The Other Op 

Oakland Lyric Opera's air of diversity.

"I do not do straight-up opera," says Marilyn Kosinski, director of Oakland Lyric Opera. Although the company's productions are often operatic in tone, they are often more multicultural and less pretentious in slant than, say, your typical Davies Symphony Hall gala. And while you might hear a classical aria or two, the Lyric Opera's divas have also been known to wrap their lips around jazz, pop, and cabaret songs. The key word is diversity: Kosinski relates that one past production even featured a Chilean tenor singing in Spanish. The company's current production, Love Songs and Lullabies, focuses on seldom-heard expressions of African-American love and romance, with a special emphasis on what is traditionally referred to as "hush" songs -- as well as a couple of favorites from Porgy and Bess and some classic selections from the spiritual canon, including "He's Got the Whole World in His Hands" and "This Little Light of Mine."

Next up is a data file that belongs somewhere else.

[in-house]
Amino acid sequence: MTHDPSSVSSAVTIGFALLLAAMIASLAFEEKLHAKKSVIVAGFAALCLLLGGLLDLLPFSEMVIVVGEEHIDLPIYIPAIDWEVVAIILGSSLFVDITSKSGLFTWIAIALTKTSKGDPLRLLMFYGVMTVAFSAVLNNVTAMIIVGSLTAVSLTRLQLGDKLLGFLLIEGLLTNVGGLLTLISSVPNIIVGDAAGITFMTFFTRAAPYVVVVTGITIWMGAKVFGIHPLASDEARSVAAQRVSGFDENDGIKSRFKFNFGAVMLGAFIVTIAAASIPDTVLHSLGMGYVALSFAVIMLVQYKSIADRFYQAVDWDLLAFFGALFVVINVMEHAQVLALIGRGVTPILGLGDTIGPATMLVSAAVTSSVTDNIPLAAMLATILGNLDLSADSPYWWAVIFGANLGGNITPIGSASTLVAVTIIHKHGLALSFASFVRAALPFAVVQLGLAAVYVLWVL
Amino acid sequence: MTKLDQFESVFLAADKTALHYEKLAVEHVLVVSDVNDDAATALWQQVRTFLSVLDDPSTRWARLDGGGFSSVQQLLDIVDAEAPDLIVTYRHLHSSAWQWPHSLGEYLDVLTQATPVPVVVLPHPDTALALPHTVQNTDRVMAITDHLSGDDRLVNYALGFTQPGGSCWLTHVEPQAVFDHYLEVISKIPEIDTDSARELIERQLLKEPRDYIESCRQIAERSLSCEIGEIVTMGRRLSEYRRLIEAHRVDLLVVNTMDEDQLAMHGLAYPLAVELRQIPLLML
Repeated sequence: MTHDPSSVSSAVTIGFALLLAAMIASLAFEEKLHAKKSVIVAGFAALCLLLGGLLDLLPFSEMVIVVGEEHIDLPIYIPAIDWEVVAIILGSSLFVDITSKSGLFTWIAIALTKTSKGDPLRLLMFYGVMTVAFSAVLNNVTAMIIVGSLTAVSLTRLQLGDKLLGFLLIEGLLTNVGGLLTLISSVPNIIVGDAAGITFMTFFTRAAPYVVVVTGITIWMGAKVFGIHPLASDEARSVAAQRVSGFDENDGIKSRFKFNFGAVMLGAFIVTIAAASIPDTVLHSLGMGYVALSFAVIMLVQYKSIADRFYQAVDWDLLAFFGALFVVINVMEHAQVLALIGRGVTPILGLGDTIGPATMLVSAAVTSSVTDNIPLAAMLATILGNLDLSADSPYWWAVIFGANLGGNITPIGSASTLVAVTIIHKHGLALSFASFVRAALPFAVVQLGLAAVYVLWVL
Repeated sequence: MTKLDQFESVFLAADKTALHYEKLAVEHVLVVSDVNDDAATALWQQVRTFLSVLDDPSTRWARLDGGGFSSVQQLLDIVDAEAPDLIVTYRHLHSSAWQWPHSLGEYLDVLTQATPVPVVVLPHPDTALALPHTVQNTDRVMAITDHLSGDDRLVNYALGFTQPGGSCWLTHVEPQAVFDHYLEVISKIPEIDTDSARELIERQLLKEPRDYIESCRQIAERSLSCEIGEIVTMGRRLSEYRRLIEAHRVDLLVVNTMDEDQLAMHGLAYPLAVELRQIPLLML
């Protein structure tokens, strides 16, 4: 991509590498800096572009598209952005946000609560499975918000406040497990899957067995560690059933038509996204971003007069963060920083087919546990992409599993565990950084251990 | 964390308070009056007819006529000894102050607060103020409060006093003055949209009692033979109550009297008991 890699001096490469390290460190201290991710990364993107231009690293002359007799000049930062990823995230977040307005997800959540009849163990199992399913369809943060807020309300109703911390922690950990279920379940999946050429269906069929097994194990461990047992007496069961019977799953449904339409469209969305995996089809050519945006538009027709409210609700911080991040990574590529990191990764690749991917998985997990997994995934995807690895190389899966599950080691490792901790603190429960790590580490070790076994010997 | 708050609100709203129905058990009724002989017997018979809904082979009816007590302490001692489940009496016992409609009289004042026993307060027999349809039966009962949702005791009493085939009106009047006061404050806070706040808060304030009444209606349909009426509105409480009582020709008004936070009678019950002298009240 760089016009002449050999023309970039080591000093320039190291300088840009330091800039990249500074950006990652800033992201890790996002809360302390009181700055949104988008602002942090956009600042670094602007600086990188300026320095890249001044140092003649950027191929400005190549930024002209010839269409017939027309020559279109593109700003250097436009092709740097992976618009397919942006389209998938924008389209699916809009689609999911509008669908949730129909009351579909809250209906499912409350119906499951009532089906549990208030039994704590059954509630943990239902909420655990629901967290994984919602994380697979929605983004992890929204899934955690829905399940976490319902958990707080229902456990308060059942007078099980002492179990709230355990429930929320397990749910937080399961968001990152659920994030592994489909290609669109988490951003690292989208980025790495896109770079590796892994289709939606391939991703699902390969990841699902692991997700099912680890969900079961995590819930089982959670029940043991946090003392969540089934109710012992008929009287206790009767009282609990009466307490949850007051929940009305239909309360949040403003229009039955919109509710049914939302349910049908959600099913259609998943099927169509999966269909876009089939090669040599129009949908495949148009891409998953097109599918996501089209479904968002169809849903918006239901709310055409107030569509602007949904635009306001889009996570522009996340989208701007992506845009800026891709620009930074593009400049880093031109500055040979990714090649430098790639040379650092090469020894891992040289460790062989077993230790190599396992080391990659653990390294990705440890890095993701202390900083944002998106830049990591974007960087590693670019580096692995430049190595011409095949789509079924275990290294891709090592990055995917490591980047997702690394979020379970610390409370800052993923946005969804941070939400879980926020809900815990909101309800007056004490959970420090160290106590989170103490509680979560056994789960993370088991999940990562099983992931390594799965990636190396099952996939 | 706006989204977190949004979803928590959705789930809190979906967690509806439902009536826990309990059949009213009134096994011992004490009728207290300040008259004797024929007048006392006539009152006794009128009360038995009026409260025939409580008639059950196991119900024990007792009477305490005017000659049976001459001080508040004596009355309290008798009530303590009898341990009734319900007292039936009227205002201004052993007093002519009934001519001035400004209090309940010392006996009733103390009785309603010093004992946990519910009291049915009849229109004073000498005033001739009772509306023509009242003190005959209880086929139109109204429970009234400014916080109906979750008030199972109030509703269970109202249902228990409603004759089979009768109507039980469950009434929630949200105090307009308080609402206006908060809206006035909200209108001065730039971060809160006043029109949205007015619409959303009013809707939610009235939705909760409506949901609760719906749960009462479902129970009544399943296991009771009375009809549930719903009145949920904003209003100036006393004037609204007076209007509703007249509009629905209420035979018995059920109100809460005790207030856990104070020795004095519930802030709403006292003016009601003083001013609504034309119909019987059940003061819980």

But love isn't the only message you'll hear at Chapel of the Chimes this Sunday. Several pieces interpolate the African-American literary tradition, with lyrics drawn from works by Toni Morrison and Langston Hughes, matched with music from André Previn, Margaret Bonds, and Robert Owens. And featured soprano Angela Dean-Baham will voice "Songs of Love and Justice," with lyrics excerpted from the speeches of Dr. Martin Luther King Jr. The program was consciously chosen to be empowering, although stopping short of what Dean-Baham calls "black nationalism," but rather engendering what she calls "a liberated black community that is uplifted." Social progressiveness, she explains, "is not typically associated with opera." By the same token, opera isn't often associated with the community, but has become the province of the wealthy elite. Yet the Oakland Lyric Opera, with whom Dean-Baham has worked with often in the past, "is very committed to promoting and featuring local artists," she says. Instead of relying on big-name stars to fill seats, they're betting people will come out to hear native talent. It's all part, she adds, of their goal of "making opera accessible" to everyday people. Info:


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